What’s worse is that conscription always has been and always will be a consequence of modern humanity’s inability to resolve conflict non-violently. The United States’ failure, as the world’s only superpower, to go beyond solving disputes through other than destructive means is quickly becoming its identifying ideology. Peaceful means are used only when that tactic is in its best interest. It is similar with supporting dictators. When the dictator acts in accordance with US wishes he is left alone. He may even be installed or aided (as in the case of Pinochet overthrowing Allende in Chile). When the dictator does not do our bidding or changes his mind, then he is a tyrant which must be removed. Who put Saddam Hussein in power in the first place? Then there is Manuel Noriega, Mbutu, Batista, Pinochet, and the list goes on.

Cheap Labor

Soldiers are admittedly an inexpensive labor force. A military enlisted man today with a family will often qualify for food stamps. It certainly is advantageous for the rich to conscript the poor. And, it is much cheaper than buying cruise missiles. Dropping one these missiles costs in the neighborhood of $400,000. No food stamps nor Green Stamps required to procure these marvels of high technology sophistication. Unlike our schools the Pentagon does not need to hold a bake sale to pay for its supplies.

In the December bombing of Iraq, which has in some world quarters been dubbed "Monica Fox" instead of the Pentagon-preferred "Desert Fox", four-hundred cruise missiles were let loose - paid for by the Pentagon’s petty cash, i.e. tax dollars. For what purpose? What has it achieved?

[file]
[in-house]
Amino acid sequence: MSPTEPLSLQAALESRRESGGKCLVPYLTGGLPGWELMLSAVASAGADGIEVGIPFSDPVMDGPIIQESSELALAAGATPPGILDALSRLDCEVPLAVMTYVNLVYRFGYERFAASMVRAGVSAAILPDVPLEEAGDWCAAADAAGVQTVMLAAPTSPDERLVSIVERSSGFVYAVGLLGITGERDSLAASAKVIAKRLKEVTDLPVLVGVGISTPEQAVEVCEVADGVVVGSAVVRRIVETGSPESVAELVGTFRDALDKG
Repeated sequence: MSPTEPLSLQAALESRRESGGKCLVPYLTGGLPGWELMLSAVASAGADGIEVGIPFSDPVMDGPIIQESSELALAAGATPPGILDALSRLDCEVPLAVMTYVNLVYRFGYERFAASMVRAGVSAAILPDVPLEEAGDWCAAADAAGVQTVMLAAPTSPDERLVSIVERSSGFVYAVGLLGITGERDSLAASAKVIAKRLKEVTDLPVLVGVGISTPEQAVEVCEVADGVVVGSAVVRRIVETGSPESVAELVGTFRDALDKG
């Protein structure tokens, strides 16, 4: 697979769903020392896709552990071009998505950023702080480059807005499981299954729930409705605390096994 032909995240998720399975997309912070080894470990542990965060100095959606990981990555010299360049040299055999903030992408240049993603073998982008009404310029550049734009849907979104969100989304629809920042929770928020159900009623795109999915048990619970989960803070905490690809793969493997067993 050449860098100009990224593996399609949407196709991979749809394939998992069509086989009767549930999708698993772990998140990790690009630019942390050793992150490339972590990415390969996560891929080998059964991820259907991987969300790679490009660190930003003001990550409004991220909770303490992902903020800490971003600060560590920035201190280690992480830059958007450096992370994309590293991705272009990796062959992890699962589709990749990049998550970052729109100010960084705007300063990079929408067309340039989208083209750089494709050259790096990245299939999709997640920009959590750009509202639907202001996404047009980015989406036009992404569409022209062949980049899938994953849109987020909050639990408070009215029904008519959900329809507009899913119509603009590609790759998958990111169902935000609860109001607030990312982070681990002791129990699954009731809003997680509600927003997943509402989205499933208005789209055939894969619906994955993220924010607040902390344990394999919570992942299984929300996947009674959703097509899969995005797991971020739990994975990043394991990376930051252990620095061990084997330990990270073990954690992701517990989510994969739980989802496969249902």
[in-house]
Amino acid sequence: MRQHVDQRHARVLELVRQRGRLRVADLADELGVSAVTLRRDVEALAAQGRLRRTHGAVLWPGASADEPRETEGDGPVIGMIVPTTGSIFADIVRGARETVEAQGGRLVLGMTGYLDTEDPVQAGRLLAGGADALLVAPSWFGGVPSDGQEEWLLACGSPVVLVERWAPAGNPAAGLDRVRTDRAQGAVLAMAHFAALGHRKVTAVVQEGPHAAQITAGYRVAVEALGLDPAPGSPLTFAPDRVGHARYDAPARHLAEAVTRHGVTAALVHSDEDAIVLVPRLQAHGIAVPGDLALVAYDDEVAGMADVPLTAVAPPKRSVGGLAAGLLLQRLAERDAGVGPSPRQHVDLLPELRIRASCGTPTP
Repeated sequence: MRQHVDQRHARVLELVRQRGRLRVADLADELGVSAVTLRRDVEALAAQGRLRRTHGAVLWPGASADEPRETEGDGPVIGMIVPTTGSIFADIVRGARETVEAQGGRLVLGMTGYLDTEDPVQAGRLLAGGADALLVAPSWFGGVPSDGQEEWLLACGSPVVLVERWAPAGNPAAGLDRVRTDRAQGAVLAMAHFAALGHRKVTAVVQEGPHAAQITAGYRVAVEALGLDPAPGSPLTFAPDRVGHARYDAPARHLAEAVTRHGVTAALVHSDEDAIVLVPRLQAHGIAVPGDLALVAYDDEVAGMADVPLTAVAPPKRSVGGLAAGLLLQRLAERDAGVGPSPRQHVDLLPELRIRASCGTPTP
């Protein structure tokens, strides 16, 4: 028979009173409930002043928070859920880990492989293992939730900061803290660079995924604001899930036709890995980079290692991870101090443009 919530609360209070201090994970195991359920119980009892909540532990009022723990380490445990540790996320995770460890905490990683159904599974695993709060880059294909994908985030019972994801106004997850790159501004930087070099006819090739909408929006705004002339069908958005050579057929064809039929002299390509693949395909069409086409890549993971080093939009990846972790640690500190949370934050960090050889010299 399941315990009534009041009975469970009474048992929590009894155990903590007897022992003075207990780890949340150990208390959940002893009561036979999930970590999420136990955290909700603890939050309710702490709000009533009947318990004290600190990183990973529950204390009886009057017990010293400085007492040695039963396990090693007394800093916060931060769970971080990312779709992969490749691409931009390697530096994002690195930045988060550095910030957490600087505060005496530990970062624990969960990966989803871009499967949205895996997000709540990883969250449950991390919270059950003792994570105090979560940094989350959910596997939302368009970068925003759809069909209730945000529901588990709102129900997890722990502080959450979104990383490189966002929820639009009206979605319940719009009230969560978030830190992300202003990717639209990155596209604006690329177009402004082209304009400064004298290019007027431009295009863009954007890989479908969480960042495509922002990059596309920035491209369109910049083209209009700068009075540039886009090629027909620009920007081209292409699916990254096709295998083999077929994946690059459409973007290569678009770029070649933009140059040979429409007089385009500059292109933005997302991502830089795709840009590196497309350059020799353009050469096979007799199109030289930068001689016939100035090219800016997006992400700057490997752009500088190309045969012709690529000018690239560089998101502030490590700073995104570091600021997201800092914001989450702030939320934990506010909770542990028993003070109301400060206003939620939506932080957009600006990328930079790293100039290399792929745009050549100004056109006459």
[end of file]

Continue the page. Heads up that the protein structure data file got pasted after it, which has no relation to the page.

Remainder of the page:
The US government spinmeisters speak of Iraq’s increasing stockpiles of threatening weapons of mass destruction. They speak of threats posed to Iraq’s neighbors. Yet, the US is the largest arms merchant in the world producing more weaponry than all the other countries of the world combined? The US soldier is more likely to be killed by a weapon or armament made in the USA than one made from any other country. How can we as a nation use the rational that we are protecting the world from producers of weapons of mass destruction when we manufacture and possess most of them and consistently show that we are willing and able to use them?

The soldier is cheap labor - the cruise missile is an expensive toy. Usage of the latter brings joy to the shareholders in and profiteers of corporations doing business with military. There is much wealth gained through the deployment of war armament, its usage and replacement. By contrast, the death of a soldier is of insignificant monetary consequence. S/he is easily and cheaply replaced, a minimal investment. We even call these people singular human "assets", government investments or more familiarly GIs.

The military industrial complex (which general and president Dwight D. Eisenhower warned us against) makes huge sums of money through the deployment of weapons of mass destruction and the supporting hardware and infrastructure while saving money through the deployment of the soldier. Having policies supporting both is good for business.

Here it Comes

Critics of president Clinton suggest that he will do anything to save his presidency. Since the majority of Americans support just about any military action being indoctrinated that to criticize or protest is unpatriotic, few oppose the December impeachment eve bombing of Iraq. The president knows this and thus made the decision to do the dirty deed in another maneuver to maximize prospects for his political survival. And, his polls ratings did shoot up!